For the first time since 2003-04, Leeds United will be playing Premier League football in the upcoming season following their promotion from the Championship.
Marcelo Bielsa's side stormed to the second-tier title to secure a long-awaited route back to the big time, and the focus will now switch to consolidating their top-flight status.
Here, Sports Mole takes an in-depth look at Leeds ahead of the 2020-21 campaign.
How did they fare last season?
Sixteen long years since they were last in the Premier League - during which time they had slipped down to League One and suffered crisis after crisis and false dawn after false dawn - Leeds United finally earned their return to the big time.
Thirteen points from the first 15 available in the Championship set the tone and they lost just three of their opening 22 outings to raise belief that 2019-20 could finally be their year.
Ultimately the type of collapse which has plagued past promotion attempts never materialised, although there were worrying signs during a spell in which Leeds only won two of 11 games and lost four of five at one stage.
However, they eventually steadied the ship and, with the exception of a 2-0 defeat at Cardiff City in their first game back after lockdown, they were almost faultless for the remainder of the campaign.
Marcelo Bielsa's side won 14 of their final 16 league games, amassing 43 points from a possible 48 and keeping 10 clean sheets in the process, including victories in each of their last six to not only earn promotion, but also win the title in style.
A dream weekend saw promotion secured courtesy of a West Bromwich Albion loss on July 17, champions status sealed by Brentford losing a day later and then Leeds beating Spygate rivals Derby County for the perfect celebration one day after that.
In the end Bielsa's side finished 10 points clear of second place and 12 above third, with a club-record 93 points to their name.
Biggest improvement needed
Recovering from losing positions.
Leeds were top or almost top of most metrics in the Championship last season and so the biggest challenge for them will be translating that to the Premier League, and that could be made tougher if they continue to struggle when falling behind.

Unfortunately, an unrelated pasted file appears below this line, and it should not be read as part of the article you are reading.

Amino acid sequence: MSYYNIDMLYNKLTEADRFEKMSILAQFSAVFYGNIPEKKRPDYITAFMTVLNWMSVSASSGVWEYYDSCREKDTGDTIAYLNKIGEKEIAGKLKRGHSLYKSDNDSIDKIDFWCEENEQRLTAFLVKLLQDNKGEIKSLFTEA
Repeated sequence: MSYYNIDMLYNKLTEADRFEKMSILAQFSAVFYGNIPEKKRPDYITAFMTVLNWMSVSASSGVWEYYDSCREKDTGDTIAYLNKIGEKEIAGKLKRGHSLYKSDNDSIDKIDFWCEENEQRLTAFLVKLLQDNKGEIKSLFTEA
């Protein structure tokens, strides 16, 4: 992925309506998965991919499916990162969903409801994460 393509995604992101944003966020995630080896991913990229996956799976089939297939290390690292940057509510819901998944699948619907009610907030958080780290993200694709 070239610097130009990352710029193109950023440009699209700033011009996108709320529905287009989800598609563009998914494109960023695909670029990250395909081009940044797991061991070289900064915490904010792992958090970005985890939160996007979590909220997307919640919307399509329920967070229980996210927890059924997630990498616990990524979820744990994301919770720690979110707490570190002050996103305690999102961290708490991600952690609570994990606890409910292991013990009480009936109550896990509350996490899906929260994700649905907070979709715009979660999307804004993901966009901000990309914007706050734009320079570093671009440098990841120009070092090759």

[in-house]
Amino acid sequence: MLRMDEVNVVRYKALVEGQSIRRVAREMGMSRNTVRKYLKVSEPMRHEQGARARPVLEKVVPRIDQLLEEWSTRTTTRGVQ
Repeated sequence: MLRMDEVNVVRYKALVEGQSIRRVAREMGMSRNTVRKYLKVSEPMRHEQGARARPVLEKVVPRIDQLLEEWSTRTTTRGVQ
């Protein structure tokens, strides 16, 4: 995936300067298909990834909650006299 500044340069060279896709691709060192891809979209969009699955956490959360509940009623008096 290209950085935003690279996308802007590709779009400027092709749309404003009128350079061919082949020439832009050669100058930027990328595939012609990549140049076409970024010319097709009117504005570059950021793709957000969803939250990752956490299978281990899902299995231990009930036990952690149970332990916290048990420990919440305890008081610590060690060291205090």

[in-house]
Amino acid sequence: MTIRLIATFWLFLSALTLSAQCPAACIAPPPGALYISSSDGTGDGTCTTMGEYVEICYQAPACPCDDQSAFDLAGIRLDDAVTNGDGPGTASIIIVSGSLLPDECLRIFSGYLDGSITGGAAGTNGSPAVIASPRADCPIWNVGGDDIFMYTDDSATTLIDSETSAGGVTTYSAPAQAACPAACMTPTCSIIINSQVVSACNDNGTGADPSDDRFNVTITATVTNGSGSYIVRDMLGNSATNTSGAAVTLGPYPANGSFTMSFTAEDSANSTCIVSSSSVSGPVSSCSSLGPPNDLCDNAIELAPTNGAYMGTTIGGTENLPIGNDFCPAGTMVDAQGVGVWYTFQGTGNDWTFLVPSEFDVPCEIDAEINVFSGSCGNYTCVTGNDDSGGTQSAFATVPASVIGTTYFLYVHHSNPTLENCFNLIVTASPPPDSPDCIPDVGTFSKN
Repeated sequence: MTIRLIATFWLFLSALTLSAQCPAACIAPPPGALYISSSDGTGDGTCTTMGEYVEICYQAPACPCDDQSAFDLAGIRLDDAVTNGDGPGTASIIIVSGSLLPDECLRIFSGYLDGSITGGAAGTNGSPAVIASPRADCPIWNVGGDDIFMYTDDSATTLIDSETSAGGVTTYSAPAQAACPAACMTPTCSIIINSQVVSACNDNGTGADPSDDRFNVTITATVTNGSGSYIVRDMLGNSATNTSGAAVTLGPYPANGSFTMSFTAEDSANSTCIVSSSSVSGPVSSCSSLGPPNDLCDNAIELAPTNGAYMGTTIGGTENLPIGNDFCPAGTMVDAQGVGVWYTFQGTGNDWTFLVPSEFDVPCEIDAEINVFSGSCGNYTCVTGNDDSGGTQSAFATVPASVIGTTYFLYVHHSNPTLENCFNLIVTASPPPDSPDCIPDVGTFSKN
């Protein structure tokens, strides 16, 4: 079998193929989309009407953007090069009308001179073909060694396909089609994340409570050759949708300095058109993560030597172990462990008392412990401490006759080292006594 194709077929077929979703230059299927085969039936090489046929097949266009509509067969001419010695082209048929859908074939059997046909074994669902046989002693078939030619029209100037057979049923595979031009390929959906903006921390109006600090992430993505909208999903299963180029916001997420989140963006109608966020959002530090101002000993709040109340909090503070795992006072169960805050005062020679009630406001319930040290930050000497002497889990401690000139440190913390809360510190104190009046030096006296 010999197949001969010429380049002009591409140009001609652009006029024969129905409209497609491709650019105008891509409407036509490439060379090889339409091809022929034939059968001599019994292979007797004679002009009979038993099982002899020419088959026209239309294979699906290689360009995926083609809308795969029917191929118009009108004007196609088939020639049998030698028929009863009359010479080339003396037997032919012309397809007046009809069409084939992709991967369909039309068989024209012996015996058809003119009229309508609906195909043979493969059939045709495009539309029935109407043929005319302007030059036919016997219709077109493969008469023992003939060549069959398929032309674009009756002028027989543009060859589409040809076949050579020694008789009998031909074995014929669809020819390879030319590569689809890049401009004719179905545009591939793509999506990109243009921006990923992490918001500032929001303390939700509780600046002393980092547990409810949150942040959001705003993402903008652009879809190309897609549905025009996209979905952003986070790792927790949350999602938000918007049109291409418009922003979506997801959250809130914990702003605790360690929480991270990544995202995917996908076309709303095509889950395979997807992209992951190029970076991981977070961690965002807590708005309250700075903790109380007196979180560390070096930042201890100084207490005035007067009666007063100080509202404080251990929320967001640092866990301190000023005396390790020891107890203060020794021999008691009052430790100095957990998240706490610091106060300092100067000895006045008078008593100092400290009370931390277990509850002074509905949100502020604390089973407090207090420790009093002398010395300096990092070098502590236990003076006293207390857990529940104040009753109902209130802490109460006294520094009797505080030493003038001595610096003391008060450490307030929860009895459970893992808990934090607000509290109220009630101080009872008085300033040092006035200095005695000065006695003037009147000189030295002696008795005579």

It only happened on 16 occasions last season - the fewest in the division - but from those games they rescued only 11 points, with just five teams saving fewer from losing positions.
The step-up in quality is likely to see them fall behind more often, and so two wins and nine defeats from those 16 matches in which they were losing is a record which will need improving.
Manager: Marcelo Bielsa
The 65-year-old cannot count any of European football's true giants among his former clubs, but his principles, coaching style and almost obsessive preparation have seen him yield great influence over the next generation of managers from the likes of Lazio, Marseille, Athletic Bilbao, Argentina and Chile.
Bielsa has already written himself into Leeds folklore by securing their return to the Premier League, and he is as adored by the fans as he is by many of his proteges.
Key player: Kalvin Phillips
New signing Rodrigo Moreno will be important to get the goals Leeds will need to avoid an immediate return to the second tier, but midfielder Kalvin Phillips is a player most expect to make the step up comfortably.
The 24-year-old impressed enough in the Championship to earn a call-up to Gareth Southgate's England squad recently and his international chances are only likely to improve with regular top-flight football.
Phillips has undergone a change in his role under Bielsa and now operates mainly as a defensive midfielder, breaking up play and launching attacks - something which will be even more important in a division where Leeds are likely to be slightly less dominant during matches than they were in the Championship.